When a log record is executed by the state machine, it is said to be committed (commited). When the master node knows that the log record has been replicated to most nodes, it commits the current record to the local state machine (because the log has been updated to most nodes and all data is safe), i.e., changes the value of the data.
The leader node will record the maximum log index that has been committed (commited), and then subsequent heartbeats and log replication requests will take this value with them, so that the slave nodes will know which records have been committed, and will themselves get the state machine to start executing the records in the log. This results in consistency of data across all state machines!
Such a logging mechanism ensures that if the index and term of a record in the log files of different nodes are the same, then their contents must also be the same, and the previous log records must also be the same.
When the master node sends a request for log replication, it takes the index and term of the previous log record with it, and if the slave node finds that this record does not exist in its own log, it rejects the request.
Under normal circumstances, each log replication completes properly and the nodes all ensure that the log records are identical. However, if the leader node crashes, there may be inconsistent logs (the crashed master node has not fully replicated the records in its log file to other nodes, so some nodes have more logs than others).
For requests with inconsistent log content, draft takes the approach of overwriting the follower node log with the master node log content, first finding the first inconsistency between the follower node log and its own log record, and then overwriting it all the way to the end.
The whole process is like this: when a node is elected leader, it sends a log copy request to the follower node with nextIndex (the index of the next log record to be sent by the master node), if the follower node has inconsistent log records, it rejects the request, then the master node knows the inconsistency, decrements nextIndex, and then sends the request again until the logs are consistent. Then the master node knows the inconsistency, decrements the nextIndex, and sends the request again until the logs are consistent and everything returns to normal, then it continues to send the log copy request and it will overwrite the logs of the slave node with the log contents of the master node.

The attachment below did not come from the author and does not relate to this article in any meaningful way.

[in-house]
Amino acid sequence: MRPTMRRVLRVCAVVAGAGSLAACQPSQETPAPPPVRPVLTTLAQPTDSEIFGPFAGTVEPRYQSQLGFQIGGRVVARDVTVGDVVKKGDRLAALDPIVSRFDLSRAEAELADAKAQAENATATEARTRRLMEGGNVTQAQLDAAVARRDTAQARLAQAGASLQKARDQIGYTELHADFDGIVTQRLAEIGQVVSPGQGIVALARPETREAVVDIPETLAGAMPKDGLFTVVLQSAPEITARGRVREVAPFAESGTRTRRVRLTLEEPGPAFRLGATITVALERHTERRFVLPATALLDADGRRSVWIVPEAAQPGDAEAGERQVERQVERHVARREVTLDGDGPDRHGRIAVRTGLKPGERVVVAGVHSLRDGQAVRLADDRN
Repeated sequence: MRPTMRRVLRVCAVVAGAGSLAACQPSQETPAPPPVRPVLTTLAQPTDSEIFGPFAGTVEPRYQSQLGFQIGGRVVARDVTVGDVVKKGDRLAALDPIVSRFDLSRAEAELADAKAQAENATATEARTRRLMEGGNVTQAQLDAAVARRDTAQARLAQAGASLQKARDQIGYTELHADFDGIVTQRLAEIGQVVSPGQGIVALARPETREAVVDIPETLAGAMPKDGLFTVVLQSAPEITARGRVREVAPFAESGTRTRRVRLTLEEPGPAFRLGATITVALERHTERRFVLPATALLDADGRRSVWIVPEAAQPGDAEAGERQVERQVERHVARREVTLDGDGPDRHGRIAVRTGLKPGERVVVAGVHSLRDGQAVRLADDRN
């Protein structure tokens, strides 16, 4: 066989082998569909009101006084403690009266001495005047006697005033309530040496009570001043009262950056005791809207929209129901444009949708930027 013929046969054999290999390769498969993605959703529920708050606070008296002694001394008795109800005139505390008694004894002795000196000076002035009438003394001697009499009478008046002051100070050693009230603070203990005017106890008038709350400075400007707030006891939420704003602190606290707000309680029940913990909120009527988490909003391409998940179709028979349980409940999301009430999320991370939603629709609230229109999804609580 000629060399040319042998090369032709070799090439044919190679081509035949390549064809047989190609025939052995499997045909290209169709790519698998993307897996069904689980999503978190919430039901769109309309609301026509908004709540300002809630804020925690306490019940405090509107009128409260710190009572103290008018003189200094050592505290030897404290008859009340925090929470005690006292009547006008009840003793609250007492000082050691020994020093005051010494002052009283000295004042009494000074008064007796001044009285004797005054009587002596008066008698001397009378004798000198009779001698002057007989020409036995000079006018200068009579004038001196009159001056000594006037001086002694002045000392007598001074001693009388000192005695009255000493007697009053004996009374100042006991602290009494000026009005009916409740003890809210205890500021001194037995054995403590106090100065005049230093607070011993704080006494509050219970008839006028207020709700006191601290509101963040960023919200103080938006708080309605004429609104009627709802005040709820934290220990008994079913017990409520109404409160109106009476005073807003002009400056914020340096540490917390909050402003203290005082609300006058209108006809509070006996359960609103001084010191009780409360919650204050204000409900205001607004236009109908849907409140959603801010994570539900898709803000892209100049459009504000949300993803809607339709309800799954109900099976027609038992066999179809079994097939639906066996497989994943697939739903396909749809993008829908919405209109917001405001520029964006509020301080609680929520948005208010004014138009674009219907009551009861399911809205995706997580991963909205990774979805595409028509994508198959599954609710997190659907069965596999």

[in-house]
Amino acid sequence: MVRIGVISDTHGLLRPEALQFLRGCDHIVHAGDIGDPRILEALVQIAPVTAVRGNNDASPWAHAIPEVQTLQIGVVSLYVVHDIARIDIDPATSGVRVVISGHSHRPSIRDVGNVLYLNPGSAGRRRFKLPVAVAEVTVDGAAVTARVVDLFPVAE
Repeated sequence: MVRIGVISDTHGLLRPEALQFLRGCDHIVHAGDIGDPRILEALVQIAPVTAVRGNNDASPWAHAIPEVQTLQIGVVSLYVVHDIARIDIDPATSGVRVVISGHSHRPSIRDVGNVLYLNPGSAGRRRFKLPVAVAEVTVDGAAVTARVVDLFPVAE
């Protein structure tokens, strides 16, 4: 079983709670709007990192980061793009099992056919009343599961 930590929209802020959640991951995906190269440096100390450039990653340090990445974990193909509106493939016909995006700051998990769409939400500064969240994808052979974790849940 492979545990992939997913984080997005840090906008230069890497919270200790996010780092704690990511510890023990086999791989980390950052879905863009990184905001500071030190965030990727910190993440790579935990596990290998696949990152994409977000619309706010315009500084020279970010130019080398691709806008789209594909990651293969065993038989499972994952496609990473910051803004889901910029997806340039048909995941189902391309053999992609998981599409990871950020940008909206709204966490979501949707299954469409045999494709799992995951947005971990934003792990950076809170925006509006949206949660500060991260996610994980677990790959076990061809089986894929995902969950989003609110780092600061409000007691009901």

The aforementioned master node election and log replication are the core of the raft algorithm, which ensures that the records in the logs are ultimately consistent, but does not yet guarantee that the state machines of all nodes can execute commands sequentially. raft places restrictions on the master node election to achieve correctness of the algorithm.
In summary, the restriction is only one sentence: Only the node that has saved the latest log can be elected as leader, and if the node finds that the log of the candidate node is not as new as its own, it will refuse to vote for it. Since the latest log is saved, the follower node and the new leader are kept in sync so that there is no data conflict after the new leader is created. This also ensures that the leader node does not overwrite the records in the log.
The above latest log refers to the fact that all committed log records are saved, because committed already contains log records that most nodes in the cluster will have corresponding log records, so it is guaranteed that candidates without latest records will not be selected (because most nodes will refuse to vote for it), and at least one node is eligible (as long as the number of cluster nodes exceeds 3).
In addition to the core elements mentioned above, the raft algorithm also has solutions to ensure data consistency when nodes are added or deleted, as well as log compaction using snapshots, and also requires clients to send requests with an id, and raft clusters to ensure idempotency of request processing.
In general, ease of understanding is at the core of raft’s emphasis, and it is important to ensure that the algorithm and system are easy to understand without losing functionality and performance, which is why raft, which just appeared in 2013, has become the core algorithm for many new distributed systems (e.g., distributed key-value database etcd) compared to the paxos algorithm, which appeared a long time ago.